The basics of crushing

By |  June 1, 2018
Photo courtesy of mclanahan corp.

A compression crusher reduces material by squeezing the material between moving and stationary pieces of steel. Photo courtesy of McLanahan Corp.

No matter where an operation is located or what geologic material is available, the goal is always the same: produce required aggregate sizes at the lowest cost per ton.

To do that, an operation must be organized and efficient, especially when it comes to the crushing process.

Crushing is at the heart of every aggregate operation. Put simply, crushing aggregate is the process of “making little ones out of big ones.” Mark Krause, managing director of North America for McLanahan Corp., recently explained the basics of crushing in an introductory-level webinar. Presented here are some key points from the presentation.

Types of operations

There are two types of aggregate operations: open circuit and closed circuit. An open circuit operation is where feed material is only run through the crusher once. This usually occurs in a primary and sometimes secondary operation where uniformity of product size is not as critical.

A closed circuit operation is where material is continuously returned to the crusher until it’s of a size that will pass through the product screen.

Types of crushers

The two most common types of crushers are compression crushers and impact crushers. The four factors affecting the crusher type, be it compression or impact, for an aggregate operation are:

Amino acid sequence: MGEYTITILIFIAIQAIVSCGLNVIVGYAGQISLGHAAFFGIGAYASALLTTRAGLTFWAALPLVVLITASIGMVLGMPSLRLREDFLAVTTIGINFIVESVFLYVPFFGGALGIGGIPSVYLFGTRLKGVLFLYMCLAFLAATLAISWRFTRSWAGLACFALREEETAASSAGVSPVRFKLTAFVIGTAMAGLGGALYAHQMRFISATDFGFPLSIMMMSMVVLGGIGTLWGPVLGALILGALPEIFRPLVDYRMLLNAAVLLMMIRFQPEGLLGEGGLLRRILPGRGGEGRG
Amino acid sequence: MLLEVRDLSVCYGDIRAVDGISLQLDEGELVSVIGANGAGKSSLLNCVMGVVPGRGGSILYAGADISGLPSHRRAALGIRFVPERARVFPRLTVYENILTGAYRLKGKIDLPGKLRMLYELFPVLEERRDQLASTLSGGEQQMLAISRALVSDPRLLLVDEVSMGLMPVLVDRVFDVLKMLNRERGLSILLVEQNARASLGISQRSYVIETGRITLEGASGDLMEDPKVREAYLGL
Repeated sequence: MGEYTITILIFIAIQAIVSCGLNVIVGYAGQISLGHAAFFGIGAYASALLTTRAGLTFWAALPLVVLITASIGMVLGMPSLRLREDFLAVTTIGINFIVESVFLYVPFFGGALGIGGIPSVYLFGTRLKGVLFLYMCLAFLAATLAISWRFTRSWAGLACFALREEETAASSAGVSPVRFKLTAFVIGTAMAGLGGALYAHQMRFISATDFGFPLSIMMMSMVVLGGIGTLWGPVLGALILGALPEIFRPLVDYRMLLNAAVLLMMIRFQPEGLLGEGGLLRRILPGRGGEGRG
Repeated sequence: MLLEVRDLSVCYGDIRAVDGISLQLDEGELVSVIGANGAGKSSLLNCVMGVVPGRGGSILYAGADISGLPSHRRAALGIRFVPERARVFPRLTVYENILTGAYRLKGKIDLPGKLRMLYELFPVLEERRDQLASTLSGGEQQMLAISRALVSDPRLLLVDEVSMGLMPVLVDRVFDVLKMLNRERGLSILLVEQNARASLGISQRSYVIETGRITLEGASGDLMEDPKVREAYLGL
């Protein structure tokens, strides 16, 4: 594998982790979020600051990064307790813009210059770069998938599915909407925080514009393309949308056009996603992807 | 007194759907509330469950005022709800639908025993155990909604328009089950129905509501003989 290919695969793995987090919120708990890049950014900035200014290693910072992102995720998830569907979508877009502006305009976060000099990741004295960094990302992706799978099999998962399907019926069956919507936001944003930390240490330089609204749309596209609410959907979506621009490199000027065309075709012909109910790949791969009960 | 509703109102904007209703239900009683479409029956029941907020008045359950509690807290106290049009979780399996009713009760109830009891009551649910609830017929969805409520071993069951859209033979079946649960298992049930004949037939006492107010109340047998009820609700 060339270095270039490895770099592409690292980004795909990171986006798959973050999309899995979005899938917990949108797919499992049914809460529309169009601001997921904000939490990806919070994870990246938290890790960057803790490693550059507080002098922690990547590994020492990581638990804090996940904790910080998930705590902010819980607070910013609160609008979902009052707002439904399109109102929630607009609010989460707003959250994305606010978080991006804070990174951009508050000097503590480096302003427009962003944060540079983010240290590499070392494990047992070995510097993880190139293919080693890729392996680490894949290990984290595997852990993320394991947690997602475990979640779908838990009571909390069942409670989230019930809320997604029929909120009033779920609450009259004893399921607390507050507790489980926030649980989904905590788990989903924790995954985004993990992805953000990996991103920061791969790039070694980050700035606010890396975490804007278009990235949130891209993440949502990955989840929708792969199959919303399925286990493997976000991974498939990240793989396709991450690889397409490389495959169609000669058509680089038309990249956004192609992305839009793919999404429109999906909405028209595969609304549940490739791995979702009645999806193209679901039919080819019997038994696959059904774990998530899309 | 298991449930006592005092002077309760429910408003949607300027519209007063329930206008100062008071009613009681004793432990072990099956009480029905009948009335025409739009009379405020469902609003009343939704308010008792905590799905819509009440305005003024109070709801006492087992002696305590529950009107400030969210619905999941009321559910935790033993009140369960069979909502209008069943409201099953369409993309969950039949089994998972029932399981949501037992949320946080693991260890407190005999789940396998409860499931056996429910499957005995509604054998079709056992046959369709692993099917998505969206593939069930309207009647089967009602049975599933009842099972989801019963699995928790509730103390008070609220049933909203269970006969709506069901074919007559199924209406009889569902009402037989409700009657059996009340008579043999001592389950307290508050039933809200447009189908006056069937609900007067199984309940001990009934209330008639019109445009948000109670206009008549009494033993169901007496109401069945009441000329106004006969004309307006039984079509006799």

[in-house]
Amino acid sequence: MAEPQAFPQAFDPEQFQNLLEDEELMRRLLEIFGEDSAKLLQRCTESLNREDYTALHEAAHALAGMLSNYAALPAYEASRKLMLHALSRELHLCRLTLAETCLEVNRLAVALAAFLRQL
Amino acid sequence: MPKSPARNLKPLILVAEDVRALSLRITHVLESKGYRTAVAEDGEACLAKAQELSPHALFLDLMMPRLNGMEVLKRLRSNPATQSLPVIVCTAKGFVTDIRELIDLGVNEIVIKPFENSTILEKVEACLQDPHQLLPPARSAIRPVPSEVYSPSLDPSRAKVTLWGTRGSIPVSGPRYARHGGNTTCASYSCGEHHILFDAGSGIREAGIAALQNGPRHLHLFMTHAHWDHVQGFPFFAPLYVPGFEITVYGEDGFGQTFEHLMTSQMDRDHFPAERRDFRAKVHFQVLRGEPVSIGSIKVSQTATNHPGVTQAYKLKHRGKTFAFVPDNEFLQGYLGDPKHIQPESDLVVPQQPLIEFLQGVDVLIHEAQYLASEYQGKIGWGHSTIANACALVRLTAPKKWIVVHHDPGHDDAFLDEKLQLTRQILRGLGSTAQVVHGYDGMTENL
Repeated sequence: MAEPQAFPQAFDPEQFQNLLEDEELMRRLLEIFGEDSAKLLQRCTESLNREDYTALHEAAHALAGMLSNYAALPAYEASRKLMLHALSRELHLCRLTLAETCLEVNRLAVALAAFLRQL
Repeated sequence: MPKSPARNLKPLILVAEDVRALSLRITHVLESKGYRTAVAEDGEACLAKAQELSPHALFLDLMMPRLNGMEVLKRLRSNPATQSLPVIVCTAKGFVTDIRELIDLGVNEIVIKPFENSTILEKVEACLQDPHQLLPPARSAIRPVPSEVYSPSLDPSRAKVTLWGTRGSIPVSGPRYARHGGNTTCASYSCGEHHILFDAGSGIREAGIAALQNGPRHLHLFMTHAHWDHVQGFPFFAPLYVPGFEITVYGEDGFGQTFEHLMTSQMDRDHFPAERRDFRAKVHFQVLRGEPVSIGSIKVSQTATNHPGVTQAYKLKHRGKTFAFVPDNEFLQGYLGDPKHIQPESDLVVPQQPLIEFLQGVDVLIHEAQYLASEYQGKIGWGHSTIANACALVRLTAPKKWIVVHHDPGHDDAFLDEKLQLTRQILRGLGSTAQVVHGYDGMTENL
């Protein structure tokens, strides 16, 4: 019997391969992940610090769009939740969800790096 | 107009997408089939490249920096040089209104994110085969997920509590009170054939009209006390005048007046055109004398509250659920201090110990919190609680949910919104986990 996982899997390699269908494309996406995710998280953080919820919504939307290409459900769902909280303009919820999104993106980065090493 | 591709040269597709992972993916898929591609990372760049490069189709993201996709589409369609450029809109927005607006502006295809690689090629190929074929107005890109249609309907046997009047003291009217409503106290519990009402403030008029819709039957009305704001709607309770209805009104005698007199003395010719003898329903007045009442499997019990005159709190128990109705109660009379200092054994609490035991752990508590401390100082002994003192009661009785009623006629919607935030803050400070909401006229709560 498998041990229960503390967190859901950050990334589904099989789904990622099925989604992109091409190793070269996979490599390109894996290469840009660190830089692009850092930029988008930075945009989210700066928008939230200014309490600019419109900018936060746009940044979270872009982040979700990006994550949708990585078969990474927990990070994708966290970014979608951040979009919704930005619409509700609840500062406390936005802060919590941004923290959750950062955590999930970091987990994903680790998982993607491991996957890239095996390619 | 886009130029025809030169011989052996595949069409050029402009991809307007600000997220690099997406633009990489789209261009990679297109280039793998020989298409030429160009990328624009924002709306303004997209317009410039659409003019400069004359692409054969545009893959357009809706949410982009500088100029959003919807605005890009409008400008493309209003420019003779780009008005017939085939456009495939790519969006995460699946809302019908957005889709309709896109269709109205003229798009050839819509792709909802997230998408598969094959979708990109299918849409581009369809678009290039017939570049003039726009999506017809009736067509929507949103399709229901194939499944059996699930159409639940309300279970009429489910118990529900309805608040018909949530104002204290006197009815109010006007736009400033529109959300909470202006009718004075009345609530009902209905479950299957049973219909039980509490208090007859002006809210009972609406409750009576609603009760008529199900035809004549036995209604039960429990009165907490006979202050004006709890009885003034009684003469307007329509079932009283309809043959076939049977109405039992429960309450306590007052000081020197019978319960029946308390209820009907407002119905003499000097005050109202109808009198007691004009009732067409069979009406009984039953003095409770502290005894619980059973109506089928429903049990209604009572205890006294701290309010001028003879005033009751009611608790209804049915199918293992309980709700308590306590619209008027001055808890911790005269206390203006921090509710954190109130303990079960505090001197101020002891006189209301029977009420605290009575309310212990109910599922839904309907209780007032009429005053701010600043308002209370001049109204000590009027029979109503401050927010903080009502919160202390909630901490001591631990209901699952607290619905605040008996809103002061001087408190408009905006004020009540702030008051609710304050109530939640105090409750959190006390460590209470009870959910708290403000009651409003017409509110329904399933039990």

◾ Type of material (abrasiveness)
◾ Hardness of material (friability)
◾ Density (toughness)
◾ Fragmentation (particle shape)
◾ Condition

Compression crushing is when material is squeezed between two surfaces. The crusher reduces the material as it advances downward through the chamber by means of squeezing the material between moving and stationary pieces of steel. These include gyratory crushers, jaw crushers, roll crushers and cone crushers.

Compression crushing quick facts

1. The output is changed by adjusting the gap setting at the discharge point of the crusher.

2. Rule of thumb: Twice the setting is the top size discharging from the crusher.

3. The tighter the setting, the lower the throughput.

4. Material breaks to fill the air pockets or voids in the crushing chamber.

Impact crushing

Impact crushing is when the material is hit or thrown. This crushing process uses the theory of mass and velocity to reduce the feed material. Therefore, the faster the speed of the crusher means the finer the output. However, the faster the speed also means exponential wear on the machine.

The first break of the feed will occur along the natural fracture line, while the second break will be perpendicular to the first. These include horizontal shaft impactors, vertical shaft impactors, cage mill and hammermills.

Impact crushing quick facts

1. The faster the speed, the finer the gradation.

2. Setting has some effect on gradation and throughput, but speed is by far the most important factor.

3. Rotor penetration is critical for best performance.

4. Double the speed equals four times the wear.

Crushing efficiency

There are four factors that most affect the crushing process:

◾ Feed size of the material (available)
◾ Product size (desired)
◾ Expected capacity (expected)
◾ Reduction ratio (dictates)

The size of feed material is crucial when it comes to crushing. If the feed size is too large, the material will percolate around the feed opening, causing the top of liners to wear faster than the bottom. Production will also decrease as the feed opening is bridged over and blocked by oversized material.

In contrast, undersized feed material can also be detrimental to production. If the material is too small, the majority of crushing will take place at the lowest portion of the cavity, causing the bottom of the liners to wear away faster than the top of the liners. In turn, production will decrease to a poor ratio of reduction.

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